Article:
Economic Recovery: Homelessness, Part I (A Rant)
Every damn morning on my way to work I go past one of the homeless shelters for women just as they are throwing the patrons out onto the street for the day. Hit the streets, seven A.M. Empty out from 7 to 6, can't let anybody sleep in to feed a baby or take the time to lend her hairbrush to somebody else. The shelter is a tin shack that looks for all the world like a railroad car sitting on the edge of a city parking lot. It has wooden stairs, unpainted or stained, that take folks from the sidewalk to the entrance and back again. No one would consider this place if they had any other alternative, and I watch the homeless women being tossed out. It is truly horrid to watch any day of the year, but in winter it is the worst.
These women look like anybody's mother on hard times, yours and mine. They wear clothes that we have discarded, given away if we had the decency not to throw them away. They are wearing what you wore last year. There is a lovely young woman who has a pony tail and tennis shoes and jeans. If she weren't carrying everything she owns in worn plastic bags from the nearby supermarket and paper department store bags with two string handles, and if she weren't becoming hunched over from always looking down, you would mistake her for a college student.
The older ones look a little stranger, mostly because they try harder to look like what they think normal is. There is one who likes bright colors, usually wears a red running suit with white stripes. The pants and jacket are slightly different shades of red. She seems to imagine that women of her age and should have a weekly appointment at the hair dresser, so she tries to curl and tease her thin hair. It turns out a little off and garish; I expect she has trouble finding a mirror to use or any way to keep her hair trimmed. But she, like most of the others, tries so hard to look like everybody else.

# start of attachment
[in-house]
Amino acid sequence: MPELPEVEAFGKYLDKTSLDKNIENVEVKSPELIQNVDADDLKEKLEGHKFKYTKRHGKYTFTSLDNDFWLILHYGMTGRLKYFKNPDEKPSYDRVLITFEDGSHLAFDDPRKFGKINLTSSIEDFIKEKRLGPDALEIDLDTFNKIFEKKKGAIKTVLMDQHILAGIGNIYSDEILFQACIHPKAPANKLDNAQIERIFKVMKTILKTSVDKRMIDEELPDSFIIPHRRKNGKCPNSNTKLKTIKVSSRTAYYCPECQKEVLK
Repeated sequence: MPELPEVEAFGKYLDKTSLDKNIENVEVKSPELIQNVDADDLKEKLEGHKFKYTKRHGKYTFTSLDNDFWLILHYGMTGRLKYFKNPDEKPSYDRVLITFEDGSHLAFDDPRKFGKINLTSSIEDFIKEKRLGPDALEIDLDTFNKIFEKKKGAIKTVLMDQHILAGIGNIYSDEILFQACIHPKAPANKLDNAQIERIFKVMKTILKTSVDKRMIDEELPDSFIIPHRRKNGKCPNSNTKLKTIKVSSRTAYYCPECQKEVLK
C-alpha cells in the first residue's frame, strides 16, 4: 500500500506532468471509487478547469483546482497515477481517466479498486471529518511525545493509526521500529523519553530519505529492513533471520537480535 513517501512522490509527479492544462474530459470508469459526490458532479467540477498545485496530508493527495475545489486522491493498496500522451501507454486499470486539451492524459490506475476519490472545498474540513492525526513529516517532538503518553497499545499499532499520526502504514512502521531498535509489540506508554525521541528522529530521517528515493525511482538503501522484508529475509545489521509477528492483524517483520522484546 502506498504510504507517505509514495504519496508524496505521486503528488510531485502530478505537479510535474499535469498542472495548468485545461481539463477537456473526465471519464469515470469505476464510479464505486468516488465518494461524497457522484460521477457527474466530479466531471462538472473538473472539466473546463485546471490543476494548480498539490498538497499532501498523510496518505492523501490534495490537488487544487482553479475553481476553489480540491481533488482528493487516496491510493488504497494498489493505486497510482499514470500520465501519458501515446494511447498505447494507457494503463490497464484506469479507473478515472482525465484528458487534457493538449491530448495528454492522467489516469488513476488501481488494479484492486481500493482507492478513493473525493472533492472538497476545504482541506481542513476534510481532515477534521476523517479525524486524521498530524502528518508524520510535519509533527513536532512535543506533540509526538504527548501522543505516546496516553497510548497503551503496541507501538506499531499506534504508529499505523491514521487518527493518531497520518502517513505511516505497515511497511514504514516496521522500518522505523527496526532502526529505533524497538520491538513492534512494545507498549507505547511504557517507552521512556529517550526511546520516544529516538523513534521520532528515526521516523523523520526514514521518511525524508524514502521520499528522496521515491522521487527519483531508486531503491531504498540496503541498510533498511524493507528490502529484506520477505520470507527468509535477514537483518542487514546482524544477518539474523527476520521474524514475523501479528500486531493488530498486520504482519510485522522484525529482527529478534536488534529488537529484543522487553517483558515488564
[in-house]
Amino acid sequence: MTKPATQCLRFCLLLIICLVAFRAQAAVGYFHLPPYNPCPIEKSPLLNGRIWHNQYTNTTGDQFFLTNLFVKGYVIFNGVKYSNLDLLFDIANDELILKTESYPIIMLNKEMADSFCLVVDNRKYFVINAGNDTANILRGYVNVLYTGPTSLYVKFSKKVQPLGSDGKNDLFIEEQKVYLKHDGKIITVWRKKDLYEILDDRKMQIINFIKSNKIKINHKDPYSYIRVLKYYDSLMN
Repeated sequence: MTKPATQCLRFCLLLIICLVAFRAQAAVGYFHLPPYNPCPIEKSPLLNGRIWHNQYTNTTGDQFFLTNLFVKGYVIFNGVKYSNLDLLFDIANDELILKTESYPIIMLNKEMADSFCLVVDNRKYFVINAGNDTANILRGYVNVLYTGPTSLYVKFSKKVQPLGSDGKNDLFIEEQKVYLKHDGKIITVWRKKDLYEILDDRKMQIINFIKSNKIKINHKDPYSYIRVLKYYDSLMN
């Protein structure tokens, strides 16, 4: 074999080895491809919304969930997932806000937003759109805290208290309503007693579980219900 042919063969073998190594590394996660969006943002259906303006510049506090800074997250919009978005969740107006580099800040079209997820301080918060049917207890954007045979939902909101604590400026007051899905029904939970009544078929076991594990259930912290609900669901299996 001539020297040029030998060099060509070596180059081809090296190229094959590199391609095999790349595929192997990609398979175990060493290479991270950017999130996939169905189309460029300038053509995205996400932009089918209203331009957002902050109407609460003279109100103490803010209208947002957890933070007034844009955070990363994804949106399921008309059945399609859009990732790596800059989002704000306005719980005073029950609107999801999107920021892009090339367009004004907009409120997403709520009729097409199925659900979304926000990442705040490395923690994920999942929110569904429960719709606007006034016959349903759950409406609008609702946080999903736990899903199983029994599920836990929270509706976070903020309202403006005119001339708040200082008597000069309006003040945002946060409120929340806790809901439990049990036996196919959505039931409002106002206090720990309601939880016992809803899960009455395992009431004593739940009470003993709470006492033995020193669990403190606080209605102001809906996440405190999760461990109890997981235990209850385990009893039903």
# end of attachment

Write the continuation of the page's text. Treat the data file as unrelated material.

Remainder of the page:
I know what you are thinking. I've heard it before. Why don't they get jobs? Tell me how you find a job when everything you own is in a shopping bag, and if you leave the bag anywhere unwatched somebody will take it and you won't even be able to change your underwear? And how do you wash your clothes when every cent, yes every damn last cent, goes to buy food or soap or toothpaste if there you have the luxury of a little bit of money left over?
Oh yes, I know about the free meals. I go past two places that serve them on my way home. One is at a nearby church that was once a synagogue and has a stained glass Star of David high atop the north wall and the line to get in for dinner is always at least two blocks long. The other is the emptiest corner at an intersection about half a mile away, a truck stop where people seem to line up for no reason until a pickup truck stops and two people get out and give out Styrofoam cups of something warm and steaming and peanut butter and jelly sandwiches folded in waxed paper. And then there is the church where they serve a hot lunch twice a week. Two block line there too, that starts to form at about nine in the morning.
(To Be Continued)